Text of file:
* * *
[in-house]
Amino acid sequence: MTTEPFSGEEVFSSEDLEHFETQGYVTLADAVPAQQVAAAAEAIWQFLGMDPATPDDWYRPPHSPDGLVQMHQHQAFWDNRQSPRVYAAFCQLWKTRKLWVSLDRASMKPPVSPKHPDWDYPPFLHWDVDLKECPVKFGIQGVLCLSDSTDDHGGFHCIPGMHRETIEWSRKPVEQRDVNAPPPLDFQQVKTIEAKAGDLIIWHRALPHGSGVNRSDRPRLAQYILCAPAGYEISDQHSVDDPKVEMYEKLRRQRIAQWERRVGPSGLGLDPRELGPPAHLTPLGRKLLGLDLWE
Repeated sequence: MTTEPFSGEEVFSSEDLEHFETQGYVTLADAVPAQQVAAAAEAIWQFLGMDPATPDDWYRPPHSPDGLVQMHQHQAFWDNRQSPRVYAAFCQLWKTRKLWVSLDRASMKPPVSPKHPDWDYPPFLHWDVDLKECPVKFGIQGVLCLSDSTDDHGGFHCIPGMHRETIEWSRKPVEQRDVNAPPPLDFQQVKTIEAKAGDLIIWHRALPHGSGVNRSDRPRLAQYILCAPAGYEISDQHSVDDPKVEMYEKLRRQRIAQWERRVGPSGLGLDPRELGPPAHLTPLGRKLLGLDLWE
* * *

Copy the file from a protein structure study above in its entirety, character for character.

[in-house]
Amino acid sequence: MTTEPFSGEEVFSSEDLEHFETQGYVTLADAVPAQQVAAAAEAIWQFLGMDPATPDDWYRPPHSPDGLVQMHQHQAFWDNRQSPRVYAAFCQLWKTRKLWVSLDRASMKPPVSPKHPDWDYPPFLHWDVDLKECPVKFGIQGVLCLSDSTDDHGGFHCIPGMHRETIEWSRKPVEQRDVNAPPPLDFQQVKTIEAKAGDLIIWHRALPHGSGVNRSDRPRLAQYILCAPAGYEISDQHSVDDPKVEMYEKLRRQRIAQWERRVGPSGLGLDPRELGPPAHLTPLGRKLLGLDLWE
Repeated sequence: MTTEPFSGEEVFSSEDLEHFETQGYVTLADAVPAQQVAAAAEAIWQFLGMDPATPDDWYRPPHSPDGLVQMHQHQAFWDNRQSPRVYAAFCQLWKTRKLWVSLDRASMKPPVSPKHPDWDYPPFLHWDVDLKECPVKFGIQGVLCLSDSTDDHGGFHCIPGMHRETIEWSRKPVEQRDVNAPPPLDFQQVKTIEAKAGDLIIWHRALPHGSGVNRSDRPRLAQYILCAPAGYEISDQHSVDDPKVEMYEKLRRQRIAQWERRVGPSGLGLDPRELGPPAHLTPLGRKLLGLDLWE